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Balancing water-quality threats from nutrients and production in Australian and New Zealand dairy farms under low profit margins

McDowell, R. W., Monaghan, R. M., Dougherty, W., Gourley, C. J. P., Vibart, R., Shepherd, M.
Animal production science 2017 v.57 no.7 pp. 1419-1430
climate, cost effectiveness, dairy farming, farmers, intestinal microorganisms, issues and policy, land management, nitrogen, nutrients, phosphorus, pollutants, profits and margins, sediments, soil types, water quality, watersheds, Australasian region, Australia, New Zealand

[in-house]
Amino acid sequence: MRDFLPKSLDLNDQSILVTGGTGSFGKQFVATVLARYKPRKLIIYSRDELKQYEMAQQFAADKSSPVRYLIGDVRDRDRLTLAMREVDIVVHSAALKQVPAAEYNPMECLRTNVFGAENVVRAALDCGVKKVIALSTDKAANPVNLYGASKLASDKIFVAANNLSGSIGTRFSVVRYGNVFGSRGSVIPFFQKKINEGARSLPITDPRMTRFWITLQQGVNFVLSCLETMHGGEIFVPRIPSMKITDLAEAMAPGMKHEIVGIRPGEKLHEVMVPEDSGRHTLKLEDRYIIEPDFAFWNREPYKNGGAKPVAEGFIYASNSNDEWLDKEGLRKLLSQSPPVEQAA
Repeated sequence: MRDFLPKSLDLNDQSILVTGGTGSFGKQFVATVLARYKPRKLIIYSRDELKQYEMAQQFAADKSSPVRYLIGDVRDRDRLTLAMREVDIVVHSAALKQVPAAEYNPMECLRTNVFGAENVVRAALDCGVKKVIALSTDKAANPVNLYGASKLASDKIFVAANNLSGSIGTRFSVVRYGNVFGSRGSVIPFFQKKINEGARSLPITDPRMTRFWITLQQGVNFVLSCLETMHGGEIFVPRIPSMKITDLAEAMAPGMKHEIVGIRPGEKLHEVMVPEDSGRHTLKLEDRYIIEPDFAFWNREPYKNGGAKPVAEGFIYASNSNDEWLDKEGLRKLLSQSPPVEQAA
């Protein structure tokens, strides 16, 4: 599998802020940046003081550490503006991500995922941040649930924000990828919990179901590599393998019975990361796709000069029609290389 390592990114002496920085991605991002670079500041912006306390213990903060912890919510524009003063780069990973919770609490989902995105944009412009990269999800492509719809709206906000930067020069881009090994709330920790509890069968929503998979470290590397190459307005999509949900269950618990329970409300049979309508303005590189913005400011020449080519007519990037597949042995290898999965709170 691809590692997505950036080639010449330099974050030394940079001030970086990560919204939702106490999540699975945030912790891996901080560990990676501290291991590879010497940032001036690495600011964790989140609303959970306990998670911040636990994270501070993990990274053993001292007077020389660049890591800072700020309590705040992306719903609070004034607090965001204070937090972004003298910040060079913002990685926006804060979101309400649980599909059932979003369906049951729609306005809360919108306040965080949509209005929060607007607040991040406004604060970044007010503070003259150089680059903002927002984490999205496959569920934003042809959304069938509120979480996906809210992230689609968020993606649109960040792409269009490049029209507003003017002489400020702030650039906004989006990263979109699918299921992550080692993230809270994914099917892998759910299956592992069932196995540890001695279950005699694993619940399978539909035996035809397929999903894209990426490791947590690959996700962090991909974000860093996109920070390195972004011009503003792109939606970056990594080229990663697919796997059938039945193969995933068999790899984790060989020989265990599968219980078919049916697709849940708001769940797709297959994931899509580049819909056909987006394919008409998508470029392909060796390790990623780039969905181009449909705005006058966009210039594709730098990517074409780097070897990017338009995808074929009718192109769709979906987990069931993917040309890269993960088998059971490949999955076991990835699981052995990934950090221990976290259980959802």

The loss of nitrogen (N) and phosphorus (P) from dairy-farmed land can impair water quality. Efforts to curtail these losses in Australia and New Zealand (Australasia) have involved a mixture of voluntary and regulatory approaches. In the present paper, we summarise the losses of N and P from Australasian dairy farms, examine the policy drivers used for mitigating losses and evaluate the effectiveness of contrasting approaches to implementing mitigations. Median losses for N and P were 27 and 1.6 kg/ha.year respectively, with a wide range of variation (3–153 kg N/ha.year and 0.3–69 kg P/ha.year) caused by a complex array of climate, soil types, flow paths, nutrient surpluses and land management factors. This complexity, coupled with the variable implementation of measures to mitigate losses, means that many voluntary programs to decrease losses have had uncertain or limited success. Although there is little or no formal regulation in Australia, regulation exists in New Zealand that requires regional authorities to implement the best strategy to improve water quality according to regional-specific characteristics. In testing a generalised approach to mitigation (priority given to those that are easy to implement) in four regions in New Zealand, we found that P could be mitigated quite cheaply, but N reductions required more measures, some of which are costly. Conversely, prioritising on the basis of mitigation cost-effectiveness for a specific nutrient will lead to more rapid reductions in losses of the target nutrient, but with fewer co-benefits for the non-target nutrient or other water pollutants, such as faecal microorganisms and sediment. This information will assist farmers in deciding how to meet a catchment target at least cost.